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Rules to Better Reports on the Web

  1. Do you use the best tools to present Reports to users?
    1. Reporting Services
    2. ASP.NET
    3. Crystal
    4. Access (via Access Reporter for IIS)
    5. OWC
    6. OLAP - Reporting Services 2008 (aka Microsoft's Web Solution)
    7. OLAP - Data Analyzer (aka Microsoft's Rich Client Solution)
    8. Excel 2007 Over the Web
    9. OLAP - 3rd Party
  1. Do you use the best tools to present Reports to users?

    There are many ways to present your data to users over the Web. Below is a guide on the best options available for the Microsoft platform, with Pros and Cons for each.

    The data

    Scenario: I want my customers and staff to be able to see this data in a useful format. What are my options?

    Start Date: 1/1/2006    End Date: 1/4/2006

    Product Downloads
    SSW Upsizing PRO! 181
    SSW Code Auditor 114
    SSW .NET Toolkit 63
    SSW Performance PRO! (for Access 2000,2002,2003) 60
    SSW Exchange Reporter 58
    SSW Exchange Team Calendar (for Exchange Server 2000,2003) 53
    SSW Diagnostics 49
    SSW SQL Total Compare 49
    SSW SQL Auditor 39
    SSW Access Reporter .NET For IIS 34
    SSW SQL Deploy 33
    SSW eXtreme Emails! 31
    Total 764

    The obvious choices for displaying this data on the web are Reporting Services 2008 , ASP.NET 2.0 , and Crystal Reports . Let's take a look at how easy it is to complete this report using these and other solutions.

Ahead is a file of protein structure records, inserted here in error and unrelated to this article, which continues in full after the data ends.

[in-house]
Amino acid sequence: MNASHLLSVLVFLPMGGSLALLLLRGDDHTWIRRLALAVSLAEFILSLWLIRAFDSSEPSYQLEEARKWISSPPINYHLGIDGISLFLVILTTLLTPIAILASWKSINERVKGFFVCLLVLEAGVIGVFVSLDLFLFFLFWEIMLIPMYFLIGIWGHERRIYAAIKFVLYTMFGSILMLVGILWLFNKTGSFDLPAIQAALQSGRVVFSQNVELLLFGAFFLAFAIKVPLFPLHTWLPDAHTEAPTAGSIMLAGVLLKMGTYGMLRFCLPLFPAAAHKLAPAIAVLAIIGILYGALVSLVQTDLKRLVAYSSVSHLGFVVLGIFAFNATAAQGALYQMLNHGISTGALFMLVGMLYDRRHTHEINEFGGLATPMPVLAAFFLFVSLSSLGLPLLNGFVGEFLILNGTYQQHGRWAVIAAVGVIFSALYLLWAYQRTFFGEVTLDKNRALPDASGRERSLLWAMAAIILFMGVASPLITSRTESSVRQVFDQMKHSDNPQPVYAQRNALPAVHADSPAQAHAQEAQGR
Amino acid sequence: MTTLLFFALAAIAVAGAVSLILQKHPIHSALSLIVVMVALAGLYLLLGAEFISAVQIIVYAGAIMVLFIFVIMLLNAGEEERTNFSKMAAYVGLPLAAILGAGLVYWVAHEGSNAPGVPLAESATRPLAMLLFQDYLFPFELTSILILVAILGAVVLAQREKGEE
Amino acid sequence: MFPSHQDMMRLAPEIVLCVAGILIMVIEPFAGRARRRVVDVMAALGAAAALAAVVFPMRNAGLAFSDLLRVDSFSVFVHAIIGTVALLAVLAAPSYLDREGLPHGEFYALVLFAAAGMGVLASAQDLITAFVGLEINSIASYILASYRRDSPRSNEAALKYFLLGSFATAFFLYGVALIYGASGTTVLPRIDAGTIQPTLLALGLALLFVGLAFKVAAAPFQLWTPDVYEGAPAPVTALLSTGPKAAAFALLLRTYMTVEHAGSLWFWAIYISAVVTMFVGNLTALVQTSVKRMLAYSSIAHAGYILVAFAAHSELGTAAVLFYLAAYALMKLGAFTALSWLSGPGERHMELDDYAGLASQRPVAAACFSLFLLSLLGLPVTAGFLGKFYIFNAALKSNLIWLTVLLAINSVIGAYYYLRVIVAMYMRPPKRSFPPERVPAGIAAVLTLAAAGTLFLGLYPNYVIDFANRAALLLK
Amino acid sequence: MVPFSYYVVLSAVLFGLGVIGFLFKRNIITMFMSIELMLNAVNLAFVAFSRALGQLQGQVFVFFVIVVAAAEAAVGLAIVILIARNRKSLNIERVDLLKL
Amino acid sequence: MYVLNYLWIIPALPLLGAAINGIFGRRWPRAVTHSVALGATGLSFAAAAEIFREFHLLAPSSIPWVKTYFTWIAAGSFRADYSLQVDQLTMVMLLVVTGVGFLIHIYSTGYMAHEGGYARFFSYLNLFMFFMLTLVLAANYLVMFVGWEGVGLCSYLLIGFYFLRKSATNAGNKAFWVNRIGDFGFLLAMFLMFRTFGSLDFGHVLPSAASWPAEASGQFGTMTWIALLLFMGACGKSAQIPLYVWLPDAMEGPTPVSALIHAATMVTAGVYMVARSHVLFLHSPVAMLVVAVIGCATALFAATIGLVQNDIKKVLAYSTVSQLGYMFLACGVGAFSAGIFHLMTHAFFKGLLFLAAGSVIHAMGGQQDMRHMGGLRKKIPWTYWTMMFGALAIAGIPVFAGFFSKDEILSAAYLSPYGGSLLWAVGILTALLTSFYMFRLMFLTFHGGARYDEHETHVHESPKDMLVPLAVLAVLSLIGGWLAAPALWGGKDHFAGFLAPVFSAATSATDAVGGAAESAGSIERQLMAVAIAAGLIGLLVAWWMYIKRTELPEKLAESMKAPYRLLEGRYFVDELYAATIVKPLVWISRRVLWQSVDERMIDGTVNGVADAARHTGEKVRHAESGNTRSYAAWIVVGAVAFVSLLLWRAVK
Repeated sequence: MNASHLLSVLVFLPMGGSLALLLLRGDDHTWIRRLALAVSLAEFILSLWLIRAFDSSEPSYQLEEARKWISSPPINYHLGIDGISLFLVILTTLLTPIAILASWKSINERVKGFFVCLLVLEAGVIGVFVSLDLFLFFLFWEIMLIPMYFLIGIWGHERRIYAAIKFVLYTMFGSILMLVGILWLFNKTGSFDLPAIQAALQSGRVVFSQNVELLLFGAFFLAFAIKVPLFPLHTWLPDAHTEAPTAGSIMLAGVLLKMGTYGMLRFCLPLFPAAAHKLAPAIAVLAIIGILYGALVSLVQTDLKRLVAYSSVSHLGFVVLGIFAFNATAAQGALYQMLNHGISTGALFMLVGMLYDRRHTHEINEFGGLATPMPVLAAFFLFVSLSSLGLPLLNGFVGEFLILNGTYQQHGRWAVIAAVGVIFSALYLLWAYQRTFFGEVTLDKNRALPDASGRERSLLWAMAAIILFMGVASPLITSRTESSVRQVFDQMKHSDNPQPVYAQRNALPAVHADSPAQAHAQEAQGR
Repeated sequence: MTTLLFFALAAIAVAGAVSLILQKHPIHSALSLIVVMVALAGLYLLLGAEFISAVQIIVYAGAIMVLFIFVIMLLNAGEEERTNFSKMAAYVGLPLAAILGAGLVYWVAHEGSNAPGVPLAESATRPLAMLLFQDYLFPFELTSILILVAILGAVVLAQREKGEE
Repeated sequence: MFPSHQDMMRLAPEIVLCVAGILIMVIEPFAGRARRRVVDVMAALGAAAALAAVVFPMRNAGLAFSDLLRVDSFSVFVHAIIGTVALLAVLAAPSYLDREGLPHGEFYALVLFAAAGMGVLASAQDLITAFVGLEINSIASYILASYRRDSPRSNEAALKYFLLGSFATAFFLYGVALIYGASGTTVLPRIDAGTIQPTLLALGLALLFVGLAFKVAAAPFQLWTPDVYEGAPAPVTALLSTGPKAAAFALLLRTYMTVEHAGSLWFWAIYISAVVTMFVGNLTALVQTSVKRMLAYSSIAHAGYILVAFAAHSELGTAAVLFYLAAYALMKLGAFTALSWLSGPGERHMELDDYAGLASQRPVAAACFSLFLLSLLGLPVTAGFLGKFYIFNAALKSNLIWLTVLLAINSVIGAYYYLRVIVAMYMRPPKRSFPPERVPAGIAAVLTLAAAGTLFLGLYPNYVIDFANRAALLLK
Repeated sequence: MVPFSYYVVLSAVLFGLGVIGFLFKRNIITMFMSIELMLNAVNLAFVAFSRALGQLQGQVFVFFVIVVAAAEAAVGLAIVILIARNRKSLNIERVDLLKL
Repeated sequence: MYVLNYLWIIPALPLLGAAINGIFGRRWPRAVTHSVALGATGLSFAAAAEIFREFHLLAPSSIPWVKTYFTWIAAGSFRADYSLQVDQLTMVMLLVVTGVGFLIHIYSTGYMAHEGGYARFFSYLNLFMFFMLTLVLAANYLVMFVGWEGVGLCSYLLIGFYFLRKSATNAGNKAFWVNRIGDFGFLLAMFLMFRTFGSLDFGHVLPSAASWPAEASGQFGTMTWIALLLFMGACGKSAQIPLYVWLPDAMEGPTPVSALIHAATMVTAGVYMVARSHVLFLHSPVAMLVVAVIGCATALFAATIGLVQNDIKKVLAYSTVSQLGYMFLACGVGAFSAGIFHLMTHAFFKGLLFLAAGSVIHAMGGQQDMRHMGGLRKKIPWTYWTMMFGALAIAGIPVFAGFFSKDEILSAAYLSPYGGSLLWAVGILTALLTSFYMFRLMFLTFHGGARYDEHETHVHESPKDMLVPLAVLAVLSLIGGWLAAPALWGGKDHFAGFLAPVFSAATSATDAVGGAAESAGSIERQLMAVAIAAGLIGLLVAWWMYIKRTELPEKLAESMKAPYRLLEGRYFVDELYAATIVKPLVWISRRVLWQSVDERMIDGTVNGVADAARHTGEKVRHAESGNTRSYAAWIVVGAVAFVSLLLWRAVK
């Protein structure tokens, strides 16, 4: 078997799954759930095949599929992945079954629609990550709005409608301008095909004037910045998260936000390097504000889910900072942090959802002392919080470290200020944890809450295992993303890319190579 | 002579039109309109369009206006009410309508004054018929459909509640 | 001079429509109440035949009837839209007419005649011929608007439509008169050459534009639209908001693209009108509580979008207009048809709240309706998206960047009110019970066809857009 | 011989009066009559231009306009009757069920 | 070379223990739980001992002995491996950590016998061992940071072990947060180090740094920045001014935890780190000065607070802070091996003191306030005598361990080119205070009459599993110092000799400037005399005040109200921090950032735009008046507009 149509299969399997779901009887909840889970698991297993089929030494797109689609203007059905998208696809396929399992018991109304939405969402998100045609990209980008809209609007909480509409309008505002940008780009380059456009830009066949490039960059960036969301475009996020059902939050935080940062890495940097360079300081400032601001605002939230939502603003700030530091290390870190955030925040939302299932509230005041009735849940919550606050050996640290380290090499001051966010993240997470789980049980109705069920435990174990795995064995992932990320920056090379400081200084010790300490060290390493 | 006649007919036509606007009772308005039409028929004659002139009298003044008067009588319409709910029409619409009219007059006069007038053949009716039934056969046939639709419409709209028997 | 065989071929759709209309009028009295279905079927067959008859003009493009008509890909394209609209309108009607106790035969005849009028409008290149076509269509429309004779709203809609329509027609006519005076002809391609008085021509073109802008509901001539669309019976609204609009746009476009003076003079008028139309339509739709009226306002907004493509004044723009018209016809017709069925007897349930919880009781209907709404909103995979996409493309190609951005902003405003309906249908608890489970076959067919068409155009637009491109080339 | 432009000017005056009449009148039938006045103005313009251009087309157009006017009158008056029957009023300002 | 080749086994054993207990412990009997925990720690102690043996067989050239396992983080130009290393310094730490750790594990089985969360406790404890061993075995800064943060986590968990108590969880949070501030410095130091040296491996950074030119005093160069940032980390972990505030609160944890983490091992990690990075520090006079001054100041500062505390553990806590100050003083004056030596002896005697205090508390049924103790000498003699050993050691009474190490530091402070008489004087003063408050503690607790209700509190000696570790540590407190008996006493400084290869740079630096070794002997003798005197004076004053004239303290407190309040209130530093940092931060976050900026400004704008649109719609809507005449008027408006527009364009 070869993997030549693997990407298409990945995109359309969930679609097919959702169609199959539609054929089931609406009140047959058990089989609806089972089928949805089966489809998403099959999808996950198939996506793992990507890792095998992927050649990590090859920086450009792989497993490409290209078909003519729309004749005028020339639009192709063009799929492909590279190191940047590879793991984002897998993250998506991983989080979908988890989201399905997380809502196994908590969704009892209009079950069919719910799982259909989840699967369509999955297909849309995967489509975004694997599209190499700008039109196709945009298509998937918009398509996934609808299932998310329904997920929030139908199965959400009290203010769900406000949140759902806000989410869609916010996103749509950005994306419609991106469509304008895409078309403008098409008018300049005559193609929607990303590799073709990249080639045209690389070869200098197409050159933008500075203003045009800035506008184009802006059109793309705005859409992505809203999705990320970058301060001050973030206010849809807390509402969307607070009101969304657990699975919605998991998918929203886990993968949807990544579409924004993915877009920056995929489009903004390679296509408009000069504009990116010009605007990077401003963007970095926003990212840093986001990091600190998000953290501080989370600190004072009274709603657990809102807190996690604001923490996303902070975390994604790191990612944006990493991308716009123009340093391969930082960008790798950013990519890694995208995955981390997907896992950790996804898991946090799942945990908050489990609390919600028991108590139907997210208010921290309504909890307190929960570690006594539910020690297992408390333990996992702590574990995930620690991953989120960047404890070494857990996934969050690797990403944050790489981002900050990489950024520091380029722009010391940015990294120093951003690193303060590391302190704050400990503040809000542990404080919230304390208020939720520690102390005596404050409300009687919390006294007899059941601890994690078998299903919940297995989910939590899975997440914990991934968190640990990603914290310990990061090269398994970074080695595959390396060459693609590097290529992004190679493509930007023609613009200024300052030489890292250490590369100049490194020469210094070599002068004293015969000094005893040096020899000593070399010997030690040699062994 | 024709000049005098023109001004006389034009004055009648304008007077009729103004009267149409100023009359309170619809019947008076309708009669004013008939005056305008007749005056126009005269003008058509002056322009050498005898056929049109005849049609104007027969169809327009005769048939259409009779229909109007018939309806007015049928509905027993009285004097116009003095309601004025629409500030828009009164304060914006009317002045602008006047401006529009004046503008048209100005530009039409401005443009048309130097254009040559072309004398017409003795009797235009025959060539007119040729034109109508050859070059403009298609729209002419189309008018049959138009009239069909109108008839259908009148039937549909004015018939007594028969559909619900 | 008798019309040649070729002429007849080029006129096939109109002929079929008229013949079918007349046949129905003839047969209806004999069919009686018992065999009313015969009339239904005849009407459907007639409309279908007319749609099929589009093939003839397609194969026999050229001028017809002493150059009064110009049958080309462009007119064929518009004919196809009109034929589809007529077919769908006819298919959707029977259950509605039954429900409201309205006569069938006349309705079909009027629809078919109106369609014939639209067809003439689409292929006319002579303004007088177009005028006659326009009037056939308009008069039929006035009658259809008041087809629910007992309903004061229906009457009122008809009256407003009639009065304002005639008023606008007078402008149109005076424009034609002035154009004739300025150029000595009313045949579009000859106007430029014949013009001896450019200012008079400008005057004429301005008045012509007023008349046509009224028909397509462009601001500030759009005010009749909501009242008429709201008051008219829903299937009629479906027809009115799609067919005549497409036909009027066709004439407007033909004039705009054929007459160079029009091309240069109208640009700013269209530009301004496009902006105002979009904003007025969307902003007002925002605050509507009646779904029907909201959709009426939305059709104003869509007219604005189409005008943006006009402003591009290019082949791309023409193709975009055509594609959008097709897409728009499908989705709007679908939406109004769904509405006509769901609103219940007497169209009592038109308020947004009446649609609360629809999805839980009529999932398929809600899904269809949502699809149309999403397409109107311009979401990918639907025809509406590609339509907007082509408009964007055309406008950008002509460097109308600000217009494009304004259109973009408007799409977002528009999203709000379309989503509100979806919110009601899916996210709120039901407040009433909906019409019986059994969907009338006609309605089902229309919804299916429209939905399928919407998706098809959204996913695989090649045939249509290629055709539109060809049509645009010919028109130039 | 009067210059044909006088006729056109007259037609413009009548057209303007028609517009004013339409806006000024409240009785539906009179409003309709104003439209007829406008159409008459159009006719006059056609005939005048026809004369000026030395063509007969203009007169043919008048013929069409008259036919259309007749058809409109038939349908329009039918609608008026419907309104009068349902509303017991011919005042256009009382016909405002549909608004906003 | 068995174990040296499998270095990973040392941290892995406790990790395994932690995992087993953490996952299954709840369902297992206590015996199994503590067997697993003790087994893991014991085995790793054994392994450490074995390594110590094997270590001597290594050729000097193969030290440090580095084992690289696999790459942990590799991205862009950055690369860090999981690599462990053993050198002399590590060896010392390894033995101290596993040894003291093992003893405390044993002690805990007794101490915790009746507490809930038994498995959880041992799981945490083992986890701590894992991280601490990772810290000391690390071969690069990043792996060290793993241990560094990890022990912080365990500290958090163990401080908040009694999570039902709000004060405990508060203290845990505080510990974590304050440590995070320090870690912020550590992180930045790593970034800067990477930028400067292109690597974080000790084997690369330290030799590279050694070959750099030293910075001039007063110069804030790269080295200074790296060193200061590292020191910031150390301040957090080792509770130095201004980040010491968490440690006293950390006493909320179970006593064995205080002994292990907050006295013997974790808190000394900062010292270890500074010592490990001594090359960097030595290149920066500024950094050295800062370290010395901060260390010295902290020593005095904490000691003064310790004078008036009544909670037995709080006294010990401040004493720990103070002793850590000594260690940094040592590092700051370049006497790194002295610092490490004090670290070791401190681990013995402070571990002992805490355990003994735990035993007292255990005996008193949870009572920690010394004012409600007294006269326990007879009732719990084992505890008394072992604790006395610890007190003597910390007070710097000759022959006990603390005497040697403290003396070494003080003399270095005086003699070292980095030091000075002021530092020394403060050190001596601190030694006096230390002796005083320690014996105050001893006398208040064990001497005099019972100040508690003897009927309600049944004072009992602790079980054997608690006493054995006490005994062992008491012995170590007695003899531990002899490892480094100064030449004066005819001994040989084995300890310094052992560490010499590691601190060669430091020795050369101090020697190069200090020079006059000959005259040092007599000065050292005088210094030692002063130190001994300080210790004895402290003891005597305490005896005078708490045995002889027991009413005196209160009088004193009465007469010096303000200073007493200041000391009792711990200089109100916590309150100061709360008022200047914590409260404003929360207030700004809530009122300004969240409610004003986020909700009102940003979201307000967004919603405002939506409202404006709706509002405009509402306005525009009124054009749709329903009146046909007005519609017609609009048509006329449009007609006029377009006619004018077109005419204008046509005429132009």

1. Reporting Services 2008



      1. Short development time - 3 hours for sample report.
      2. No Code.
      3. Parameters are easy to add to the report and bind to the data.
      4. Grouping is simple.
      5. Drill Down without needing a tree view control.
      6. Data drive Subscriptions are supported out of the box.
      7. Multiple Export formats out of the box including Excel and PDFs.
      8. Built-in security module out of the box
      9. Visual Designer
      10. Ad-hoc Reports via the Report Builder (a .NET client deployed via ClickOnce)


      1. Poor Parameter support. You are forced to use built-in controls. For example, you can't have "next month / previous month" hyperlinks like in ASP.NET 2 (see below)
      2. Query string doesn't change when you change the parameter values in a report. You have to re-submit the page (no AJAX).
      3. Can't separate SQL into a strongly-typed dataset or middle-tier objects like in ASP.NET (unless you write a lot of code to support your own provider).
      4. Printing support isn't strong - there is no pixel-by-pixel control possible.

      Figure: SSW Product Download Report (Reporting Services 2008)


      Reporting Services is the way to go if you do not need

      1. Dynamic grouping.
      2. To write to your database via the report.


      See SSW Exchange Reporter (Samples)

      Note: When comparing two sets of values in a report, you will avoid showing change as a percentage

    2. ASP.NET 2.0


      1. Complete control over the rendering of the output
      2. Query Strings supported